I woke up a little late but got to the park around 7:30. I warmed up with stretches and kicks practice, then 8 reps of the 24 postures Wu Laoshi taught me. Then I did the first three sets of Sun style. It began to spit a little so I moved over to the door of the CC and waited a few minutes for the center to open. I got in first and changed my shoes and went into the corner to practice. I had no encounters today with Mr. class leader (good).

But what was really interesting is that two or three other groups showed up to practice at about 9am. A sword group, and a Cha Quan group, and I think another one. Fortunately Mr. class leader did not confront those other groups either, or we would have had a big brawl on our hands.

Frankly I can’t imagine that he was not embarrassed at having been so confrontational and lying so much. I really don’t know what his problem was. I am probably going to have to accept the fact that I may never know what got into him, as it doesn’t look likely he will approach me again with a schpeil like he tried to pull off last Saturday. Then again, seeing me another twenty plus times this month might change something in him I don’t know. This is actually a really interesting situation, a good test of emotion and spirit for me. We will see what happens in the future.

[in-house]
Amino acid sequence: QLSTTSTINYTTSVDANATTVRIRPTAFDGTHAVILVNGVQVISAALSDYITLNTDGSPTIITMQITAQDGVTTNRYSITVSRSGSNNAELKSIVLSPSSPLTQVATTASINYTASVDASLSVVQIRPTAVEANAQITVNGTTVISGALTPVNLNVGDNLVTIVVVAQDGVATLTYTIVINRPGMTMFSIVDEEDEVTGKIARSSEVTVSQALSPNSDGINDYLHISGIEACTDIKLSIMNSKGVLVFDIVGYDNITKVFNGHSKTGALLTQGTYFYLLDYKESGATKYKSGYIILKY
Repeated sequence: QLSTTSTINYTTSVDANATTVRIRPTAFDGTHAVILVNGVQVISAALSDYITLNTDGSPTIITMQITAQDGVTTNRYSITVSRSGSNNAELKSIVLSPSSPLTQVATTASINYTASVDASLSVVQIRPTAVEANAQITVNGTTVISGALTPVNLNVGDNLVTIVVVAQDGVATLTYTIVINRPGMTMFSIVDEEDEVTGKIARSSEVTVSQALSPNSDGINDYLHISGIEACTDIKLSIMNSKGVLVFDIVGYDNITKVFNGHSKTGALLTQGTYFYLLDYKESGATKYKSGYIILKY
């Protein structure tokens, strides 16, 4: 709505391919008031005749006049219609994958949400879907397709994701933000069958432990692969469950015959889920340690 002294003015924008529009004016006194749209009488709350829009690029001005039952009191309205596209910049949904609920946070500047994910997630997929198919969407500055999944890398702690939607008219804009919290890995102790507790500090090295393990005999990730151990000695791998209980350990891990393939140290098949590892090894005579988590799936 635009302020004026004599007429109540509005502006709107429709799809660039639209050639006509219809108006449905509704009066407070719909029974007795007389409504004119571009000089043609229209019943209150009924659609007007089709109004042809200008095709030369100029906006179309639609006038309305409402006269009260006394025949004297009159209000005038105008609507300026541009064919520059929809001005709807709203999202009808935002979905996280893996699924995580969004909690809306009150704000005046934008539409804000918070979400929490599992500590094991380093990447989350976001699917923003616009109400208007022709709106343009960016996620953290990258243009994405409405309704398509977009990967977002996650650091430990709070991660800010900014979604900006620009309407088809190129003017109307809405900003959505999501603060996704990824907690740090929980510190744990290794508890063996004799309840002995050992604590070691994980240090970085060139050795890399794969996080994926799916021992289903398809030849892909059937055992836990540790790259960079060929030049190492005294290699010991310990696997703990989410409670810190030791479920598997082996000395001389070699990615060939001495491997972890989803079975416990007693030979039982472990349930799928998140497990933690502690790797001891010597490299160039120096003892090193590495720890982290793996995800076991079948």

Class with Hu Laoshi was spectacular. He is so generous and accessible. However I feel clubbed over the head with information and technique. It isn’t that I forget what he taught me per-se. It’s that I am going to have to work very hard and do my homework immediately without rest in order to grasp what he has taught me. He has gifted me, and I must appreciate it by oening the gift.